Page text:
A Criminal Encyclopedia Brown: Artemis Fowl

artemisfowlbookcoverEoin Colfer’s Artemis Fowl is a decent book. There are some strong moments of writing and action, but there are other moments where I felt like other books began to shine through Artemis Fowl‘s texture (and not in a good way). This series is a mix of Encyclopedia Brown, Sherlock Holmes, Harry Potter, and the cartoon Dexter’s Laboratory.  Artemis Fowl, the protagonist, is a teenage genius born into a prominent Irish criminal family. His father has gone missing and his mother has gone slightly crazy as a result. The family’s fortunes are failing, so he has taken it upon himself to make some money.

The novel starts in media res with Fowl attempting to track down a fairy. After doing copious amounts of research, he becomes convinced they are real and is hoping to steal some of their gold. The story moves back and forth between Fowl, Captain Holly Short, and elf policewoman of sorts whom Fowl kidnaps, and Commander Root, Short’s boss and head of the recovery team sent to get Short back. The second half of the novel focuses on Fowl Manor as Root and his men’s attempt to get Short back from Fowl, who seems to be able to predict their every move. The action moves quickly and Colfer has a good sense of pacing, enough to keep me up late last night finishing the book.

I guess my problem with Artemis Fowl is that it lacked a little individuality. As I said earlier, it read like a mix of other books, but not in a flattering way. I used to love the Encyclopedia Brown series, and Fowl comes across a like a criminal Brown. The Fowl Manor section also reads like a Sherlock Holmes mystery although not nearly as complex or as taut as Arthur Conan Doyle wrote them. Where I felt the novel began to take on its own character was in the interactions between Short, Fowl and the two Butlers. Near the end, I got the sense that a relationship was developing between them despite Fowl’s kidnapping of the elf. This relationship becomes the focus of the next few novels (I did some Wikipedia research) and I think that the next few books probably come into their own in a way that this one did not.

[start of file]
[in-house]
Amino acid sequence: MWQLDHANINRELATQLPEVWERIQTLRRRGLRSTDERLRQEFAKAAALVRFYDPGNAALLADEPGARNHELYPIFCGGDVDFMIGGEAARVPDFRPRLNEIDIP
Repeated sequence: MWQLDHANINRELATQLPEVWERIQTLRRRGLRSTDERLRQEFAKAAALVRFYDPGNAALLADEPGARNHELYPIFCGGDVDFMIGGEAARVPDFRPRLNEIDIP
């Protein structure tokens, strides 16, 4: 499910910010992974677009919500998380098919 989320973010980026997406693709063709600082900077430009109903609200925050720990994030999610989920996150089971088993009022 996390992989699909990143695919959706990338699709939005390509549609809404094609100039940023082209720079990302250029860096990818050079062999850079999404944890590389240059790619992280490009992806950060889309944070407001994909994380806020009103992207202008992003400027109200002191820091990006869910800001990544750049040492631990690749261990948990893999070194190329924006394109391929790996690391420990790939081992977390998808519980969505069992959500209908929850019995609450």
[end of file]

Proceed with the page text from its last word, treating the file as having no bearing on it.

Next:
Part of my dissatisfaction might stem from the conventions of children’s literature itself. It seems like publishers are demanding that writers produce marketable series rather than individual works in their own right. The vast success of J.K. Rowling’s Harry Potter series blazed the way, but remembering my childhood many children’s books were series. I used to love the Hardy Boys series and that was template writing if I’ve ever seen it. I am not suggesting that Colfer is following a template, but it does seem like his hands are tied in having to set up enough in the first novel of a series to continue it over several books while still trying to craft an interesting narrative to pull readers in. Artemis Fowl is not a bad book, it was an enjoyable read. I just felt like it treaded familiar ground without really adding anything to it.

I would recommend this book to lovers of children’s fantasy.

Colfer, Eoin. Artemis Fowl. Rockland, MA: Wheeler Publishing, 2001. Print.


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